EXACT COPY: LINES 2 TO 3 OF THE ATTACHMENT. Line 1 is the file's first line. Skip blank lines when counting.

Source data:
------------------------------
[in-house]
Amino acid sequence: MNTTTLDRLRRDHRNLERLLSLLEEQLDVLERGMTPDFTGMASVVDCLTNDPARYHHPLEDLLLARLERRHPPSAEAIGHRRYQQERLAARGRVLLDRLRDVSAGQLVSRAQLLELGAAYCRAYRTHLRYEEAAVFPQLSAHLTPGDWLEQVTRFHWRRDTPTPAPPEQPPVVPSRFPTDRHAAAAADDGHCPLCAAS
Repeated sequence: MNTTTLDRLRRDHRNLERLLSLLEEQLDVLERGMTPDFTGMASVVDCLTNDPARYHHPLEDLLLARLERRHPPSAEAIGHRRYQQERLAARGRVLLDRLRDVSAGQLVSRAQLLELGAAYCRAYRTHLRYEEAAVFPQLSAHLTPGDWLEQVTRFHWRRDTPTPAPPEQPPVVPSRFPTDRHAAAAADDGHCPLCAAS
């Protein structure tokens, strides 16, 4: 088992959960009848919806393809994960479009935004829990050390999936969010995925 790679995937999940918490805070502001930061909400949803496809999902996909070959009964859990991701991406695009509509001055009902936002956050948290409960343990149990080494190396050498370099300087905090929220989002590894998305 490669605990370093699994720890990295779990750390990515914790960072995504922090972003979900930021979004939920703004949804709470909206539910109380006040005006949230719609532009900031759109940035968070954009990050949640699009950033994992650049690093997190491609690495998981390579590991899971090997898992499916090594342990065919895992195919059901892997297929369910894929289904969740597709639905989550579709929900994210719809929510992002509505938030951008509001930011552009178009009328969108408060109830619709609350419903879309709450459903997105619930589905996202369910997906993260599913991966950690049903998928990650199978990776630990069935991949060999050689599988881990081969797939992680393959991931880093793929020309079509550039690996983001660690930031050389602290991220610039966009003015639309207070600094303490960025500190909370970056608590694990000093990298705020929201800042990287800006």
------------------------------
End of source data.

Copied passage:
Amino acid sequence: MNTTTLDRLRRDHRNLERLLSLLEEQLDVLERGMTPDFTGMASVVDCLTNDPARYHHPLEDLLLARLERRHPPSAEAIGHRRYQQERLAARGRVLLDRLRDVSAGQLVSRAQLLELGAAYCRAYRTHLRYEEAAVFPQLSAHLTPGDWLEQVTRFHWRRDTPTPAPPEQPPVVPSRFPTDRHAAAAADDGHCPLCAAS
Repeated sequence: MNTTTLDRLRRDHRNLERLLSLLEEQLDVLERGMTPDFTGMASVVDCLTNDPARYHHPLEDLLLARLERRHPPSAEAIGHRRYQQERLAARGRVLLDRLRDVSAGQLVSRAQLLELGAAYCRAYRTHLRYEEAAVFPQLSAHLTPGDWLEQVTRFHWRRDTPTPAPPEQPPVVPSRFPTDRHAAAAADDGHCPLCAAS